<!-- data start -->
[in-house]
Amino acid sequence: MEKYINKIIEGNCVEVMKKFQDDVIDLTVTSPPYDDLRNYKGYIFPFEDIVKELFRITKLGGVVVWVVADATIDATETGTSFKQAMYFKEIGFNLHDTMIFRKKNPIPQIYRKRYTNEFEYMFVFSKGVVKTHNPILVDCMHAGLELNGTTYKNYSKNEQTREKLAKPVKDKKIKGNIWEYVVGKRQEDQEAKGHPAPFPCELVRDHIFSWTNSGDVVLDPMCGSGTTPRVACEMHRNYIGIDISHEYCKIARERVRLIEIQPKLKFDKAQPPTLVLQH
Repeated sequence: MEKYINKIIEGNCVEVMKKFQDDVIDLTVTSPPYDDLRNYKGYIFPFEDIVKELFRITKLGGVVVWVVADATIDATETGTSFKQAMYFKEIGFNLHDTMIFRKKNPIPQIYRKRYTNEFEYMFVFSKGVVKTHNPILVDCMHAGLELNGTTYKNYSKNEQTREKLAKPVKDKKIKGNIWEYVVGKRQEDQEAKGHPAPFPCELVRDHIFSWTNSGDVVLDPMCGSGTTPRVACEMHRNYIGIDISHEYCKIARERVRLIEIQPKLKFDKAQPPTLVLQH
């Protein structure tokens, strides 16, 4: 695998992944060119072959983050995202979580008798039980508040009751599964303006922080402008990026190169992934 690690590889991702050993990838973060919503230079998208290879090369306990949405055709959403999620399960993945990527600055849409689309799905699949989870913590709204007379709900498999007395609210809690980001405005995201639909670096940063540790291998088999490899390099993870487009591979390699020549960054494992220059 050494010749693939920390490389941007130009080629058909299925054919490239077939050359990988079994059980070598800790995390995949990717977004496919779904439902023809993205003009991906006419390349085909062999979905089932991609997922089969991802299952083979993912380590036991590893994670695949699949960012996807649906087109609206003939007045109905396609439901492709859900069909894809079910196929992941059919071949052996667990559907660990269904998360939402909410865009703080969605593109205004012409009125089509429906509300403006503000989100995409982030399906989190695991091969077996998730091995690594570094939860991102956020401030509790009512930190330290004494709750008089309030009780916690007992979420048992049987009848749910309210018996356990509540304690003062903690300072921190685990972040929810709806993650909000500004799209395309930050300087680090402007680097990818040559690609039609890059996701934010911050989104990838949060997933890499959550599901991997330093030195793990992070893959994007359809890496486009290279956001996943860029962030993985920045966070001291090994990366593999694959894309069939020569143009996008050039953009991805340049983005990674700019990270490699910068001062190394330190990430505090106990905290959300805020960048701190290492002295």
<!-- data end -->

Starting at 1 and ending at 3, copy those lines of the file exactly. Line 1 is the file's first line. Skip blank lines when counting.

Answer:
[in-house]
Amino acid sequence: MEKYINKIIEGNCVEVMKKFQDDVIDLTVTSPPYDDLRNYKGYIFPFEDIVKELFRITKLGGVVVWVVADATIDATETGTSFKQAMYFKEIGFNLHDTMIFRKKNPIPQIYRKRYTNEFEYMFVFSKGVVKTHNPILVDCMHAGLELNGTTYKNYSKNEQTREKLAKPVKDKKIKGNIWEYVVGKRQEDQEAKGHPAPFPCELVRDHIFSWTNSGDVVLDPMCGSGTTPRVACEMHRNYIGIDISHEYCKIARERVRLIEIQPKLKFDKAQPPTLVLQH
Repeated sequence: MEKYINKIIEGNCVEVMKKFQDDVIDLTVTSPPYDDLRNYKGYIFPFEDIVKELFRITKLGGVVVWVVADATIDATETGTSFKQAMYFKEIGFNLHDTMIFRKKNPIPQIYRKRYTNEFEYMFVFSKGVVKTHNPILVDCMHAGLELNGTTYKNYSKNEQTREKLAKPVKDKKIKGNIWEYVVGKRQEDQEAKGHPAPFPCELVRDHIFSWTNSGDVVLDPMCGSGTTPRVACEMHRNYIGIDISHEYCKIARERVRLIEIQPKLKFDKAQPPTLVLQH